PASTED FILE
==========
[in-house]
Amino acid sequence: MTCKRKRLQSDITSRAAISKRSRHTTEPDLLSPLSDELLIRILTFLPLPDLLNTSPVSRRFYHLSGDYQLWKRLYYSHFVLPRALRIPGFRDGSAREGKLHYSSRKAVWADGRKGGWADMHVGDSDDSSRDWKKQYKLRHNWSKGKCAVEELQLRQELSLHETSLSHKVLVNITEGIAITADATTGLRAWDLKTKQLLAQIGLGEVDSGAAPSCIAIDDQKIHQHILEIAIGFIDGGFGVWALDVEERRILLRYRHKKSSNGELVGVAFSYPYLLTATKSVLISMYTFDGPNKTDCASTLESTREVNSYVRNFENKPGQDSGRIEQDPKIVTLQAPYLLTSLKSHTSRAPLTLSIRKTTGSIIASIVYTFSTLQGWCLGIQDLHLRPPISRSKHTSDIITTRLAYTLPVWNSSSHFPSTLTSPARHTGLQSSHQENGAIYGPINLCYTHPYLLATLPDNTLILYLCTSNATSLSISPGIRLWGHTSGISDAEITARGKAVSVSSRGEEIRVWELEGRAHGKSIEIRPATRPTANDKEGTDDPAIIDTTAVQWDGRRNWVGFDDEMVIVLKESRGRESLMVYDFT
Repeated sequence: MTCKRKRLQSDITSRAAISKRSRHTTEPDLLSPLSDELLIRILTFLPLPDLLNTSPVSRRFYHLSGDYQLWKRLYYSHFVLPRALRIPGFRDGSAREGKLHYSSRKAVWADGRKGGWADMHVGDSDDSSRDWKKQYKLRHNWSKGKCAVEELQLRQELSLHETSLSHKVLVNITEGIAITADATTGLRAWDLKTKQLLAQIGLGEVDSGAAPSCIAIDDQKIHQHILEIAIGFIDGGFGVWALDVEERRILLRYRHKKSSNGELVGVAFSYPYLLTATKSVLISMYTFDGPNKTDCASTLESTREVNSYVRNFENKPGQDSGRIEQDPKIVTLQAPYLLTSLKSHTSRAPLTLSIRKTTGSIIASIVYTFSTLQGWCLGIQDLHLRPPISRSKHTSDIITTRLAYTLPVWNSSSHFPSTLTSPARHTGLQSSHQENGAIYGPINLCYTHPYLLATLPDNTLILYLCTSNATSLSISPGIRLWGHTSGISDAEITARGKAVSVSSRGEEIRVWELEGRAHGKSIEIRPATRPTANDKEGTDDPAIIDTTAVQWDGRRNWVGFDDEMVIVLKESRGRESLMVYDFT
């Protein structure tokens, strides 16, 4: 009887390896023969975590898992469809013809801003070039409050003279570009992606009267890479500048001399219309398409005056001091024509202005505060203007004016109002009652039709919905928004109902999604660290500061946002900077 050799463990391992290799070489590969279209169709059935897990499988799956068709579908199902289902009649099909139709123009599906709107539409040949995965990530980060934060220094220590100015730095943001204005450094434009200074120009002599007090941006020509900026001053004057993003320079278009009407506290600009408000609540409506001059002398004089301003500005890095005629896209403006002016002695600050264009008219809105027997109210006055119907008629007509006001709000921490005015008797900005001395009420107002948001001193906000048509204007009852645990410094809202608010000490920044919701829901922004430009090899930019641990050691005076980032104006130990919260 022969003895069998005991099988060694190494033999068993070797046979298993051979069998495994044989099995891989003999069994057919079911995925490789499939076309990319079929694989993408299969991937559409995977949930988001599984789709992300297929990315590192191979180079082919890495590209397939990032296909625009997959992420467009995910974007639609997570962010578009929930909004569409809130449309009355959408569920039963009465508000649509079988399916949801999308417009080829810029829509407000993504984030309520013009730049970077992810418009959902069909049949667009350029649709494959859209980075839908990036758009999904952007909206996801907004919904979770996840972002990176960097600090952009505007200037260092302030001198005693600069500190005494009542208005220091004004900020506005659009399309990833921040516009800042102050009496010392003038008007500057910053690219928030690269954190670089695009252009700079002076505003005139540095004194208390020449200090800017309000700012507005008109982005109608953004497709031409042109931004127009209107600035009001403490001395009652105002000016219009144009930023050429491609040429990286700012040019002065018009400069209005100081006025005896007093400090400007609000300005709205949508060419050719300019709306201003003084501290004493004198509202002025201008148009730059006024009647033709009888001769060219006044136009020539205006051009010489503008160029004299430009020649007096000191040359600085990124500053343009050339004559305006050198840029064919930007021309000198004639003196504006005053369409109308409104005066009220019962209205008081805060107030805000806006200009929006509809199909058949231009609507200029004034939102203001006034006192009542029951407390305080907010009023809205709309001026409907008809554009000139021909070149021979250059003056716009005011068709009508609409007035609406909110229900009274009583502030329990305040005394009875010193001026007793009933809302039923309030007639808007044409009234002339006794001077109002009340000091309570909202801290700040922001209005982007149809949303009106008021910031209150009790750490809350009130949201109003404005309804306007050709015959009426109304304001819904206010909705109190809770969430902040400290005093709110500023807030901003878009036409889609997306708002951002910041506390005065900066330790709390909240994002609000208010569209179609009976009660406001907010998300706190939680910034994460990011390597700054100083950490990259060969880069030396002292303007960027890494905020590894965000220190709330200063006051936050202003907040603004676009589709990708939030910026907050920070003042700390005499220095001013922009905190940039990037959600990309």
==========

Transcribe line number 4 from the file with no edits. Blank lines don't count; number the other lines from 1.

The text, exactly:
């Protein structure tokens, strides 16, 4: 009887390896023969975590898992469809013809801003070039409050003279570009992606009267890479500048001399219309398409005056001091024509202005505060203007004016109002009652039709919905928004109902999604660290500061946002900077 050799463990391992290799070489590969279209169709059935897990499988799956068709579908199902289902009649099909139709123009599906709107539409040949995965990530980060934060220094220590100015730095943001204005450094434009200074120009002599007090941006020509900026001053004057993003320079278009009407506290600009408000609540409506001059002398004089301003500005890095005629896209403006002016002695600050264009008219809105027997109210006055119907008629007509006001709000921490005015008797900005001395009420107002948001001193906000048509204007009852645990410094809202608010000490920044919701829901922004430009090899930019641990050691005076980032104006130990919260 022969003895069998005991099988060694190494033999068993070797046979298993051979069998495994044989099995891989003999069994057919079911995925490789499939076309990319079929694989993408299969991937559409995977949930988001599984789709992300297929990315590192191979180079082919890495590209397939990032296909625009997959992420467009995910974007639609997570962010578009929930909004569409809130449309009355959408569920039963009465508000649509079988399916949801999308417009080829810029829509407000993504984030309520013009730049970077992810418009959902069909049949667009350029649709494959859209980075839908990036758009999904952007909206996801907004919904979770996840972002990176960097600090952009505007200037260092302030001198005693600069500190005494009542208005220091004004900020506005659009399309990833921040516009800042102050009496010392003038008007500057910053690219928030690269954190670089695009252009700079002076505003005139540095004194208390020449200090800017309000700012507005008109982005109608953004497709031409042109931004127009209107600035009001403490001395009652105002000016219009144009930023050429491609040429990286700012040019002065018009400069209005100081006025005896007093400090400007609000300005709205949508060419050719300019709306201003003084501290004493004198509202002025201008148009730059006024009647033709009888001769060219006044136009020539205006051009010489503008160029004299430009020649007096000191040359600085990124500053343009050339004559305006050198840029064919930007021309000198004639003196504006005053369409109308409104005066009220019962209205008081805060107030805000806006200009929006509809199909058949231009609507200029004034939102203001006034006192009542029951407390305080907010009023809205709309001026409907008809554009000139021909070149021979250059003056716009005011068709009508609409007035609406909110229900009274009583502030329990305040005394009875010193001026007793009933809302039923309030007639808007044409009234002339006794001077109002009340000091309570909202801290700040922001209005982007149809949303009106008021910031209150009790750490809350009130949201109003404005309804306007050709015959009426109304304001819904206010909705109190809770969430902040400290005093709110500023807030901003878009036409889609997306708002951002910041506390005065900066330790709390909240994002609000208010569209179609009976009660406001907010998300706190939680910034994460990011390597700054100083950490990259060969880069030396002292303007960027890494905020590894965000220190709330200063006051936050202003907040603004676009589709990708939030910026907050920070003042700390005499220095001013922009905190940039990037959600990309």